Wake County school officials reversed course Saturday, announcing they’ll cut into spring break rather than use their previous plan of requiring all 155,000 students to have makeup days on Good Friday and two Saturdays.
The state’s largest school district may have just traded one group of angry people for another. Instead of previous complaints about Wake forcing people to choose between school and their faith, work and extracurricular schedules, people on Saturday objected to losing part of spring break.
Some also accused Wake of trying to hide the change by announcing it on a Saturday. But school officials said they were trying to get the news of the change out as soon as they could.
“@WCPSS changing the make up days and posting quietly in Saturday?!” tweeted Mike Charbonneau, a Wake parent and former schools spokesman. “This is why everyone thinks there is no more transparency or credibility.”
Wake’s 100,000 traditional-calendar students will now have classes on March 23-25, which would have been the first three days of their spring break. The only students who will have Saturday makeup days, on May 16 and May 30, are year-round students. Those students are used to Saturday makeup classes.
Wake’s other calendars are also seeing days tacked on to their schedules. Go to bit.ly/1EAxOs4 to view the makeup days for each calendar.
School board Chairwoman Christine Kushner said she trusts parents will make the best decisions for their families about spring break.
“We recognize many parents make plans for spring break,” Kushner said in a district news release. “But we also appreciate many more children will be right here at home and could take advantage of the only available stretch of quality instructional time left on this year’s calendar.”
Wake is trying to make up seven snow days to stay above the 1,025 hours of instruction required annually of North Carolina school districts that don’t have 185 days of classes. Wake is making up the first four days by changing early release days to full days and taking advantage of the more than 1,025 hours that had been built into school schedules.
Despite those measures, school administrators said that they had to make up the days lost on Feb. 25-27.
On Tuesday, the school board backed a recommendation from staff to make up those three snow days by having classes on Good Friday, a Saturday in April and a Saturday in May. School administrators told the board that their plan would be better for students than extending the end of the school year, adding 20 minutes to the day or cutting into spring break.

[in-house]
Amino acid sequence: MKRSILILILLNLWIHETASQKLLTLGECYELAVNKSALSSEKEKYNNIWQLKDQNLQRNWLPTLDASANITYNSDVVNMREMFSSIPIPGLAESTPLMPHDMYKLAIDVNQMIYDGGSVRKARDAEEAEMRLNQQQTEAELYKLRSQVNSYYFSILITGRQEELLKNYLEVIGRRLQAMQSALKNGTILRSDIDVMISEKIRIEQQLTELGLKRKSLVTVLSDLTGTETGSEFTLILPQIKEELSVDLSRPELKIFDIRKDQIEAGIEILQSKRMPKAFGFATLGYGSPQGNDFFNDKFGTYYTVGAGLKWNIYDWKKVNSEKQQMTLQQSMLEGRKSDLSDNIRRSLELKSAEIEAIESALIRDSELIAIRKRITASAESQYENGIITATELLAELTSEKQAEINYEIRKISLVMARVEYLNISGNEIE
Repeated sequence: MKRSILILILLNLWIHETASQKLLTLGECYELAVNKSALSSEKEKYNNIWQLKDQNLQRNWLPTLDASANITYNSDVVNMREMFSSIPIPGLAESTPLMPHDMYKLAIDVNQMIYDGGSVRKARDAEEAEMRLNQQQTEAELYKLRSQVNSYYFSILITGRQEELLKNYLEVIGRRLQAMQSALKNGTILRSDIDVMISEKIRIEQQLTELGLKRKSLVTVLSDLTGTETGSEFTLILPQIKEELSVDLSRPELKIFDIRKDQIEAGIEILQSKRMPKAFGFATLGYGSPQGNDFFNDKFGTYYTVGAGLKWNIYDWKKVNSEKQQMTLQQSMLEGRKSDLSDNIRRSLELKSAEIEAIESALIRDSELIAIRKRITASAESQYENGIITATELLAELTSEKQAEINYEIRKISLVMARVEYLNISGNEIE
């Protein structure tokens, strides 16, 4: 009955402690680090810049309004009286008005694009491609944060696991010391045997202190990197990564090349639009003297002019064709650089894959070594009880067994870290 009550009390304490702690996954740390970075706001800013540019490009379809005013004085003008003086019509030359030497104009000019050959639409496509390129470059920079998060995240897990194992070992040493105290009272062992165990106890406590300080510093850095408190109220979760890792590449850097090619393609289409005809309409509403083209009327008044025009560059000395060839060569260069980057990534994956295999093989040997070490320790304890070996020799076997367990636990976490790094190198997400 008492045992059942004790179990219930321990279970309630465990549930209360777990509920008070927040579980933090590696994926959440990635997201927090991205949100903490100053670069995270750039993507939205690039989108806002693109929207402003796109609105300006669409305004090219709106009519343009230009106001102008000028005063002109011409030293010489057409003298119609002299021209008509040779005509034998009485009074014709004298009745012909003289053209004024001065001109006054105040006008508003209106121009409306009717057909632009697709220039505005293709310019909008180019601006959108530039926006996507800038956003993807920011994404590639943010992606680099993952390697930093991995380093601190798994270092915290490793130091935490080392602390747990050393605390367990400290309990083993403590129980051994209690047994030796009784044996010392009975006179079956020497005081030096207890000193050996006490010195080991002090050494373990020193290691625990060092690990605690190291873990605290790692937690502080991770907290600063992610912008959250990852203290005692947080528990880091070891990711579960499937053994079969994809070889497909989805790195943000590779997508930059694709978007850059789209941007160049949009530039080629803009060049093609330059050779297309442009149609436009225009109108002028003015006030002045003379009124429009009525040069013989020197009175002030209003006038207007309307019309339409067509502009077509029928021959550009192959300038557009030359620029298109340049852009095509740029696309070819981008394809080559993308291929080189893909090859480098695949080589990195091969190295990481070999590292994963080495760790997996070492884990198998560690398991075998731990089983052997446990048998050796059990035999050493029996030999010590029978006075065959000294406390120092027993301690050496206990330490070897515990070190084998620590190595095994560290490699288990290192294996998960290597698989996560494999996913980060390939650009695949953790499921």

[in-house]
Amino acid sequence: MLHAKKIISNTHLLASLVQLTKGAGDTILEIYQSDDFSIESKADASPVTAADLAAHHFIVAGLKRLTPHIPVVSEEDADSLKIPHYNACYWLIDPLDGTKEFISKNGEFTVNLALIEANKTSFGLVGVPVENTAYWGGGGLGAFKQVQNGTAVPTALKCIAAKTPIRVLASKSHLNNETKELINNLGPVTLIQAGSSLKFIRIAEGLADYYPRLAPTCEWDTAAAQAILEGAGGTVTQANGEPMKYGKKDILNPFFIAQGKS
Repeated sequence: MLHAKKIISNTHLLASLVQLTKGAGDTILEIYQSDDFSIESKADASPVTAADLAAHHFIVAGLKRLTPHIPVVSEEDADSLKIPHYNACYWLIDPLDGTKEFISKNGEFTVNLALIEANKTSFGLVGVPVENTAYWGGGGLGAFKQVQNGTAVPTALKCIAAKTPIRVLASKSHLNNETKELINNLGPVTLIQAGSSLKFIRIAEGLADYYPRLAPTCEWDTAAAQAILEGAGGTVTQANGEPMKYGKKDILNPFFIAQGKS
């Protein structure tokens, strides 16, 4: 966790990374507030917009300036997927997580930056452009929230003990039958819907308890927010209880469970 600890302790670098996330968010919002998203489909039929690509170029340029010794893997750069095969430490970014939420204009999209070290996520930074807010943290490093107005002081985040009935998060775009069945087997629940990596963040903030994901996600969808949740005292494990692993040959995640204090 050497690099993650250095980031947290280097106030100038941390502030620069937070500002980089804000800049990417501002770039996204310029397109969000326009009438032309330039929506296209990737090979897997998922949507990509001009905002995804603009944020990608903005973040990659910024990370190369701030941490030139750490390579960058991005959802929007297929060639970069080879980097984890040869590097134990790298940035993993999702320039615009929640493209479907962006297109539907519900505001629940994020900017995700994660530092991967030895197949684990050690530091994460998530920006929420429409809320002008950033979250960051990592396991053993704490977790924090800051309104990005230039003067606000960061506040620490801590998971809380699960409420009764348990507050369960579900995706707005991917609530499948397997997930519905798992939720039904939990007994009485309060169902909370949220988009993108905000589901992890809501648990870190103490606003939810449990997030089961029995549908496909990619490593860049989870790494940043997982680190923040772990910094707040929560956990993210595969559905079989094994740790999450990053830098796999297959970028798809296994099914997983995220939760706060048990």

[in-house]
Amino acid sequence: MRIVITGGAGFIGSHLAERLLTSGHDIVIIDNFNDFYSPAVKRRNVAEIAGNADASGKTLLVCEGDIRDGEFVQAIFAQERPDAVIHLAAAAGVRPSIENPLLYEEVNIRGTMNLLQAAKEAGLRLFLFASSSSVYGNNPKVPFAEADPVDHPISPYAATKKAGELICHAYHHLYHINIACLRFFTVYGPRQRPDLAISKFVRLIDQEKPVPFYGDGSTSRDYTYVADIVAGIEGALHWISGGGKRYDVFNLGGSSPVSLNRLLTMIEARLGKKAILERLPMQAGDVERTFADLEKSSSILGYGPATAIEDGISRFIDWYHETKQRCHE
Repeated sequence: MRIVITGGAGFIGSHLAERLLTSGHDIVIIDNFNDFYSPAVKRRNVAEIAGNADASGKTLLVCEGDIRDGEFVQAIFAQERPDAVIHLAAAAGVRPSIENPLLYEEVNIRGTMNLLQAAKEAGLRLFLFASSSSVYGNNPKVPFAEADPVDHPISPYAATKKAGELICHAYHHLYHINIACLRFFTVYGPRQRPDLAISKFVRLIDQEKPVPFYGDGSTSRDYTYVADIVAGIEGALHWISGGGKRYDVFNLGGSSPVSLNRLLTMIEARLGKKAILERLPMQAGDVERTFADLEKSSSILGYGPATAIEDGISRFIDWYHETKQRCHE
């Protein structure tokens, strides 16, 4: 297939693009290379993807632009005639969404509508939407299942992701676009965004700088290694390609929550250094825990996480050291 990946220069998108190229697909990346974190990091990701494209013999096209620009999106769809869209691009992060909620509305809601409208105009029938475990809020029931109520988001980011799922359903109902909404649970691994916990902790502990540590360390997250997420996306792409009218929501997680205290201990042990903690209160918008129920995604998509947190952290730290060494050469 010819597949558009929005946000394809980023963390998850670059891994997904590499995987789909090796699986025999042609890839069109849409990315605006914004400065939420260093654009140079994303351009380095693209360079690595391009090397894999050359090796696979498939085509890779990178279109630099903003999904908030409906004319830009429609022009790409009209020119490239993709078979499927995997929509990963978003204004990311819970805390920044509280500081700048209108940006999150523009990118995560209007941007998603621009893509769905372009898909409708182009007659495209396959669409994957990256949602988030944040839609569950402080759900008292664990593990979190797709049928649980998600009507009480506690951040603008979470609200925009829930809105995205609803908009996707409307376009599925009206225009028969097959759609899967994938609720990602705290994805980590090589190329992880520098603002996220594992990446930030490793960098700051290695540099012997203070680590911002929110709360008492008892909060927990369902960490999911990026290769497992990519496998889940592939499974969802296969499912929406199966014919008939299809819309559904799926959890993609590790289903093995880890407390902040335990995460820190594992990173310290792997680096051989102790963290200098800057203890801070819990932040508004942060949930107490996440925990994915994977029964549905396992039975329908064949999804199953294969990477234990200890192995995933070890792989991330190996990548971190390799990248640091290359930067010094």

Tuesday’s announcement came with a tweet from the school system – which has since been deleted – that “spring break is safe!”
While some people had thanked Wake for saving spring break, others complained that the plan was insensitive to Christian and Jewish students. People also said that Saturday classes conflicted with plans already scheduled for those days.
In Wake’s new press release, school officials said the use of Good Friday and Saturdays “revealed numerous conflicts that severely compromised the goal of quality classroom time.”
“Our students have lost a huge amount of time in the past month and there just aren’t any good options left for recovering that much instruction,” said Superintendent Jim Merrill in a written statement.
“We will provide the best instruction we can under the circumstances, and we expect many of our students will take advantage of that,” Merrill said. “It’s a tough situation for everyone – teachers, parents and students – and we are trying to make the best of it.”
Lisa Luten, a Wake schools spokeswoman, said that the district had held off on announcing the new makeup plan Friday because officials wanted to see whether the day’s two-hour delay would turn into a cancellation. She said the district’s leadership team met Friday to discuss makeup options and sought feedback from principals overnight before meeting again Saturday morning and agreeing on the new plan.
Although some people tweeted their thanks for changing the plan, many more vented their anger Saturday. Some complained about the cost of changing travel plans. Others said it will discourage high school seniors because if they miss their spring-break makeup days, they won’t be eligible to skip some final exams.
“@WCPSS can you please explain to me which universe you were in when you thought that taking half of spring break away would make sense?” tweeted Luke Eastman, a student at Cary High School.
Hui: 919-829-4534; Twitter: @nckhui